Professor Nigel Arnell, Director of the Walker Institute, University of Reading, was a lead author on one of the chapters of the IPCC Special Report on Managing the Risks of Extreme Events and Disasters to Advance Climate Change Adaptation.
The summary for the latest IPCC report on climate change and extreme events was published on 18 November, following a meeting in Kampala, Uganda. This new IPCC report represents the culmination of three years of activity by physical and social scientists, and marks the most comprehensive attempt so far to summarise the past and potential future effects of climate change on the risks of extreme events and disasters.
Professor Arnell said: “There’s strong evidence from today’s IPCC report that human influence on climate is increasing the risks from some extreme events and that risks from heat waves, droughts and heavy rainfall are set to rise through the 21st century. Whether you’re an insurance company or a farmer in Africa, you can’t manage the risks from climate effectively without factoring in the effect that people are having.
“Of course we can’t assume that all changes in extreme events are due to greenhouse gases. Natural forces like the periodic El Nino/La Nina events in the tropical Pacific have profound effects on extreme events around the world. We have to take account of natural variations in climate and the changes that people are causing. And of course the impacts of future extreme events will depend on the future changes in social and economic exposure to loss.
“We are seeing more hot days, less cold days, more heavy rainfall events and higher coastal water levels and this is probably as a result of increasing greenhouse gases. As greenhouse gases rise through the 21st century, so the risks will rise.
“More heavy rainfall events could lead to an increased risk of inland flooding in many areas, but the link is complicated by things like changing river flood defences, human interventions in catchments, and of course a strong trend towards increasing exposure to loss so it is difficult to estimate the magnitude of future impacts. At the other extreme, we are quite confident that lower seasonal rainfall and higher temperatures will increase the frequency of droughts in and around the Mediterranean and a few other regions.”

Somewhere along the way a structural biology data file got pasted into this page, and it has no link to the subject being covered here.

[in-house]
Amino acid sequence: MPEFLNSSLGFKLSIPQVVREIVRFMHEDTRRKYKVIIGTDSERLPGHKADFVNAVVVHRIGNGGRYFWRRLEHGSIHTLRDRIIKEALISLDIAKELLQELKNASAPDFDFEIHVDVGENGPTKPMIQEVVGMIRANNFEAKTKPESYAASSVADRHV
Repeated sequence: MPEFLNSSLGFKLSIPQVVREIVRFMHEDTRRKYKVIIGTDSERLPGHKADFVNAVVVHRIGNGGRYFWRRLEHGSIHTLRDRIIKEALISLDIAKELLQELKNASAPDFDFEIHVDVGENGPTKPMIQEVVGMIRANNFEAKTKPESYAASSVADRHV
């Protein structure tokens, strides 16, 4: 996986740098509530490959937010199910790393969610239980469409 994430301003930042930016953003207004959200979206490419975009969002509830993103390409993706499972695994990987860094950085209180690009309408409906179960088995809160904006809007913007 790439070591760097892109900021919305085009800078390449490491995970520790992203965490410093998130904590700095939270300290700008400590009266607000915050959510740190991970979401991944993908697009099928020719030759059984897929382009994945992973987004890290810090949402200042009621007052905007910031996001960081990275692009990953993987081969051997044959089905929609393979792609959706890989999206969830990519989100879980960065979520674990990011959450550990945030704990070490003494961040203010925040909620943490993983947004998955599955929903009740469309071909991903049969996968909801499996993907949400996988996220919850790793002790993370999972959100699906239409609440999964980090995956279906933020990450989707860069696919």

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Climate change: interesting stats
- Global temperatures have risen by three quarters of a degree centigrade over the 20th century. As temperatures rise more over the 21st century we can expect such extreme events to become more severe and more frequent.
- Climate models show that without action to reduce greenhouse gas emissions, global temperatures could rise by 1.5 to 4 degrees C by 2100.
- In London, the 1 in 100 year maximum temperature is currently around 36 degrees C. By the 2050s the 1 in 100 year temperature could be around 40 degrees C.
- There is growing evidence to show that human-induced climate change is affecting day to day weather. For example, scientists have looked at the UK flooding in autumn 2000, the wettest autumn since records began in 1766, and found that the risks of such an event have increased as a result of human induced climate change.
Research at the University of Reading’s Walker Institute is improving understanding of how both natural and human induced changes are affecting climate to improve predictions of climate over coming seasons and decades.
For example, the Walker Institute is working with the Queensland government to look at floods and droughts. The flooding over eastern Australia in December 2010/January 2011 was linked to a strong cool La Nina event in the tropical Pacific. To try and understand what might happen to Australian rainfall in the future we are looking at natural variations like La Nina/El Nino as well as the effect that increasing greenhouse gases might have.
The Walker Institute has been working with Willis Re to investigate climate risk and its impact on the insurance industry and the global population it serves. Powerful high resolution climate models are being applied to understand the risks from tropical cyclones, and other weather related hazards, and to assess how risks might change in the future.
Walker Institute scientists have shown that intense tropical rainstorms increase in a warmer climate. We see this in both observations and simulations of past rainfall and in predictions of future climate. Climate models appear to underestimate the observed increase in rainfall intensity, so predictions of future changes in extreme rainfall could be underestimated.
Our research also suggests that the summer monsoon rains over India could come in shorter, heavier bursts with longer dry periods in between. The result may be both increased flooding and, paradoxically, increased drought.
The Walker Institute is working with Deloitte to look at heat waves and very hot days. For example, over London, the 1 in 100 year maximum temperature is currently around 36 degrees C. By the 2050s the 1 in 100 year temperature could be around 40 degrees C.
The Walker Institute, with the National Centre for Atmospheric Science, is developing more detailed climate models which can better represent things like storms and heat waves. Extreme weather typically comes from quite small scale weather systems, such as the low pressure systems that bring rain to the UK. To improve predictions of extreme weather, we need climate models that can more accurately simulate the systems that bring extreme weather.